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Tags: Business | Roundtable | CEO | economy

Business Roundtable CEOs See 'Underperforming' Economy

By    |   Tuesday, 16 September 2014 01:38 PM

Corporate CEOs apparently aren't too impressed with the economy.

A Business Roundtable survey of 135 of its member CEOs, conducted last month, shows they expect GDP growth of only 2.4 percent for 2014, despite a 4.2 percent expansion in the second quarter.

Plans for capital expenditures, hiring and sales all declined this quarter from the second quarter.

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"While some economic indicators are improving moderately, the results seem to reflect an underperforming U.S. economy held back by policy uncertainty and growing conflicts around the world," Randall Stephenson, chairman of Business Roundtable and CEO of AT&T, said in a statement. Overseas conflicts in the Ukraine and Middle East have weighed on executives' optimism.

"The U.S. economy continues to perform below its potential. . . . We believe Congress and the administration must focus on policies that drive economic growth, including tax reform, immigration reform, trade expansion and long-term fiscal stability."

Nearly 90 percent of the CEOs said that tax reform — including a corporate rate of 25 percent and a competitive territorial tax system — would encourage additional investment or cause them to expand their U.S. operations.

Stephenson said a key reason for increasing pessimism about capital spending and hiring was concerns among the CEOs that Congress may not extend a series of temporary tax breaks, including credits related to research and development, Reuters reported.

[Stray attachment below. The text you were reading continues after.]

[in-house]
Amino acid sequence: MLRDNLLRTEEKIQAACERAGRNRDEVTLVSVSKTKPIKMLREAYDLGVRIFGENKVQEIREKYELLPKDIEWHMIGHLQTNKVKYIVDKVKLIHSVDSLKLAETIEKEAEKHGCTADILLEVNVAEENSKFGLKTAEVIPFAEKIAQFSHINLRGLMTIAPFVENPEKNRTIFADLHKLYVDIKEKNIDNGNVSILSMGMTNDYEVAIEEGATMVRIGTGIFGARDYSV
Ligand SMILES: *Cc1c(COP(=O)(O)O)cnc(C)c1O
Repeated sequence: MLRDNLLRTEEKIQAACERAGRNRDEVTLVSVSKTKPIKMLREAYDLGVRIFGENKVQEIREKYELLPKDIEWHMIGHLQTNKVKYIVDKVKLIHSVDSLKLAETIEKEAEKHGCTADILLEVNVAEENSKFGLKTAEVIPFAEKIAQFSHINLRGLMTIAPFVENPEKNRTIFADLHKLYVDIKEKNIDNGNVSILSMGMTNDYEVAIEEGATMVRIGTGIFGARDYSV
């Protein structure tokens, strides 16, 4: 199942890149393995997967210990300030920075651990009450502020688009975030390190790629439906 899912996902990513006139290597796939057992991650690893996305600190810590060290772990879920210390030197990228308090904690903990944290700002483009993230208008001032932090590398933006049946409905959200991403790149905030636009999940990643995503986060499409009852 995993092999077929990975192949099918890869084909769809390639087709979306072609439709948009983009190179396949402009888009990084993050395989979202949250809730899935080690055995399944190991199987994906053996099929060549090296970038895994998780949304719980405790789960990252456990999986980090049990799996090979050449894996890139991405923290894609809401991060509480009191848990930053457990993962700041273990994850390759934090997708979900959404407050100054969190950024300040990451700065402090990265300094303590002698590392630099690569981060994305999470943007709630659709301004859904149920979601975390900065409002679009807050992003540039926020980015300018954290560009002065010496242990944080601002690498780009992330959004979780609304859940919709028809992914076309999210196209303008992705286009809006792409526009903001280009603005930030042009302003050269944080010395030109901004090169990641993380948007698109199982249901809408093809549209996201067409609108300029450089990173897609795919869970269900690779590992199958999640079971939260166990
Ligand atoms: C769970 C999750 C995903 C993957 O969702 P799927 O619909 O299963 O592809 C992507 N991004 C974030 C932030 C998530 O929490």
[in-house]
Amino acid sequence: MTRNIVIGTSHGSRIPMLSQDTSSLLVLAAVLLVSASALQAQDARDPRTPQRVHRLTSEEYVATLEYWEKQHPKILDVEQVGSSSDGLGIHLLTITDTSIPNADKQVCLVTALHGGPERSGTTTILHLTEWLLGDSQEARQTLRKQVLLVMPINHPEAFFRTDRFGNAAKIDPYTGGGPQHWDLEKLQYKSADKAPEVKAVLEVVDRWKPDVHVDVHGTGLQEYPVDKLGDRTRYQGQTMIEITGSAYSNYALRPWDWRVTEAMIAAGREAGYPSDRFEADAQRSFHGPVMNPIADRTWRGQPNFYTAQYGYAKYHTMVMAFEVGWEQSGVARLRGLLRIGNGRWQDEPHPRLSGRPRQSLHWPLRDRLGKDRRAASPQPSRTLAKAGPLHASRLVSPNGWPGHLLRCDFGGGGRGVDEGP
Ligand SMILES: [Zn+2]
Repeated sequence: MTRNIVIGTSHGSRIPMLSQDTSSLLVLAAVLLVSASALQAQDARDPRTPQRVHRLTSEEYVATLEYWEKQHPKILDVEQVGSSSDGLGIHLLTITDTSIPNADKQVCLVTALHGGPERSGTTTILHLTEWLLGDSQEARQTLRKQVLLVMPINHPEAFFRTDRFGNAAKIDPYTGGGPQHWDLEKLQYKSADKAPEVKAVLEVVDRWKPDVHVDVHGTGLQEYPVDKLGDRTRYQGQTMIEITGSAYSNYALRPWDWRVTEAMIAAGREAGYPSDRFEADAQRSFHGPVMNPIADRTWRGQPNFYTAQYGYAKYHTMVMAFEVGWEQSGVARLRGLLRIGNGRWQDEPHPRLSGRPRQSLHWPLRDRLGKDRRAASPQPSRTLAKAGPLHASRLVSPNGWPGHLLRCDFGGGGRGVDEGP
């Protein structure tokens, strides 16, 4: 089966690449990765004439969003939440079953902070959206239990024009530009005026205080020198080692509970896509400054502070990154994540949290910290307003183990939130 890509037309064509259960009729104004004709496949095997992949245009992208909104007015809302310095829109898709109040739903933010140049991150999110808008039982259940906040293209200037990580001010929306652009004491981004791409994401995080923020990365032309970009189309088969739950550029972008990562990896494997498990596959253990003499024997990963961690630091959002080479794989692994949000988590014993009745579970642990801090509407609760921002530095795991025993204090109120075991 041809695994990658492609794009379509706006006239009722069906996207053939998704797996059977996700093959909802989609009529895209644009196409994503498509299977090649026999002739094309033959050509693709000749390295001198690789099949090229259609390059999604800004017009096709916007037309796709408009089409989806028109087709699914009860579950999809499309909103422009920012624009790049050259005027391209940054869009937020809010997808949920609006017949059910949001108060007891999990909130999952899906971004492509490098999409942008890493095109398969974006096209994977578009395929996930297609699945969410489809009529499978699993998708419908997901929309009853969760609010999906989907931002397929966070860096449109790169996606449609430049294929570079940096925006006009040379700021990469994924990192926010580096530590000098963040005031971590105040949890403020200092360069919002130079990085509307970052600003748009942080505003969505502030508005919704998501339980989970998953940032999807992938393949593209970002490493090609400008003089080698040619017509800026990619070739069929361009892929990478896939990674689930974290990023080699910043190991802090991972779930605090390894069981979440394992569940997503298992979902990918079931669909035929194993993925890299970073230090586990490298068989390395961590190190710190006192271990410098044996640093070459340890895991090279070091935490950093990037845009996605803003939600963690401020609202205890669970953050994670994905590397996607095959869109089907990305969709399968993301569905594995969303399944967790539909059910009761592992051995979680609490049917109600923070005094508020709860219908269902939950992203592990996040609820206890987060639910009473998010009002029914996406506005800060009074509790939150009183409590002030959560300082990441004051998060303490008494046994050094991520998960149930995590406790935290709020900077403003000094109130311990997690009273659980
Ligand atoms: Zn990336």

"Most of us are not terribly optimistic that the tax extender packages are going to happen ... and as a result people are adjusting their outlook on capital spending," Stephenson said on a conference call with reporters.

Stephenson also said that a rash of U.S. companies moving offshore to avoid U.S. taxes through a process known as "inversion" has been prompted by the nation's relatively high corporate tax rate. Business groups have been pushing the Obama administration and Congress to cut the rate as part of broader corporate tax reform, though little progress has been made so far, the Associated Press reported.

"To the extent that U.S. businesses anticipated meaningful tax reform, these inversions would taper off very rapidly," Stephenson said during the conference call.

Harvard economist Larry Summers is concerned about sub-par economic growth too.

"The economy continues to operate way below any estimate of its potential made before the onset of financial crisis in 2007," he wrote in the Financial Times.

So how do we reverse that trend?

"Structural reform is essential to increase the productivity of both workers and capital, and to increase growth in the number of people able and willing to work productively," the former Treasury secretary said.

That includes increased infrastructure investment, immigration reform, policies that promote family-friendly work, support for energy production and business tax reform.

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Finance
Corporate CEOs apparently aren't too impressed with the economy.
Business, Roundtable, CEO, economy
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2014-38-16
Tuesday, 16 September 2014 01:38 PM
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